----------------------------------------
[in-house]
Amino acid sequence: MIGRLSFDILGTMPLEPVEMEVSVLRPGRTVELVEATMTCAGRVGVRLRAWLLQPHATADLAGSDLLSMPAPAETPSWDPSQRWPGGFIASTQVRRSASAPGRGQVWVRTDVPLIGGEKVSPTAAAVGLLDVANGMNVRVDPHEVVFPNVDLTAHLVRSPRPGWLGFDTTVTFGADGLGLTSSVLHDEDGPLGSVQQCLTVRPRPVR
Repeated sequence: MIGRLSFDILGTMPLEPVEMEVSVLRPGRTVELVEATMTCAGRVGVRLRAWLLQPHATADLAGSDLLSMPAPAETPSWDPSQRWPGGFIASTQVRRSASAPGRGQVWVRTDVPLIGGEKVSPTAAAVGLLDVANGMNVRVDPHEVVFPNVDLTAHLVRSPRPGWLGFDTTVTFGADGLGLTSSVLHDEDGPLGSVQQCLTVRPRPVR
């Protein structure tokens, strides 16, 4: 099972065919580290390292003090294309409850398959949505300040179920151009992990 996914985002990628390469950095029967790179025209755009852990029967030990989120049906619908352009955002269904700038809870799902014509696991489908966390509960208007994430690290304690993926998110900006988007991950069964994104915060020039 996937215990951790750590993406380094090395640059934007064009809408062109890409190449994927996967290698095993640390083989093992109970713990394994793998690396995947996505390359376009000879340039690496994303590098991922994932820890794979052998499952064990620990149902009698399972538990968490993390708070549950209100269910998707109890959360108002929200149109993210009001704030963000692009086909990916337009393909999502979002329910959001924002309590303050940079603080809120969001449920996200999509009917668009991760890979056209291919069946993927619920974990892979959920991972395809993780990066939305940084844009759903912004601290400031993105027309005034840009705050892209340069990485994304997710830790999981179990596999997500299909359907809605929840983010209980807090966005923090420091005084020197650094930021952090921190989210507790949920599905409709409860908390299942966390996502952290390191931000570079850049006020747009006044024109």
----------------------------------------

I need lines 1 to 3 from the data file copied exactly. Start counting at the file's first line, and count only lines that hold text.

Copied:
[in-house]
Amino acid sequence: MIGRLSFDILGTMPLEPVEMEVSVLRPGRTVELVEATMTCAGRVGVRLRAWLLQPHATADLAGSDLLSMPAPAETPSWDPSQRWPGGFIASTQVRRSASAPGRGQVWVRTDVPLIGGEKVSPTAAAVGLLDVANGMNVRVDPHEVVFPNVDLTAHLVRSPRPGWLGFDTTVTFGADGLGLTSSVLHDEDGPLGSVQQCLTVRPRPVR
Repeated sequence: MIGRLSFDILGTMPLEPVEMEVSVLRPGRTVELVEATMTCAGRVGVRLRAWLLQPHATADLAGSDLLSMPAPAETPSWDPSQRWPGGFIASTQVRRSASAPGRGQVWVRTDVPLIGGEKVSPTAAAVGLLDVANGMNVRVDPHEVVFPNVDLTAHLVRSPRPGWLGFDTTVTFGADGLGLTSSVLHDEDGPLGSVQQCLTVRPRPVR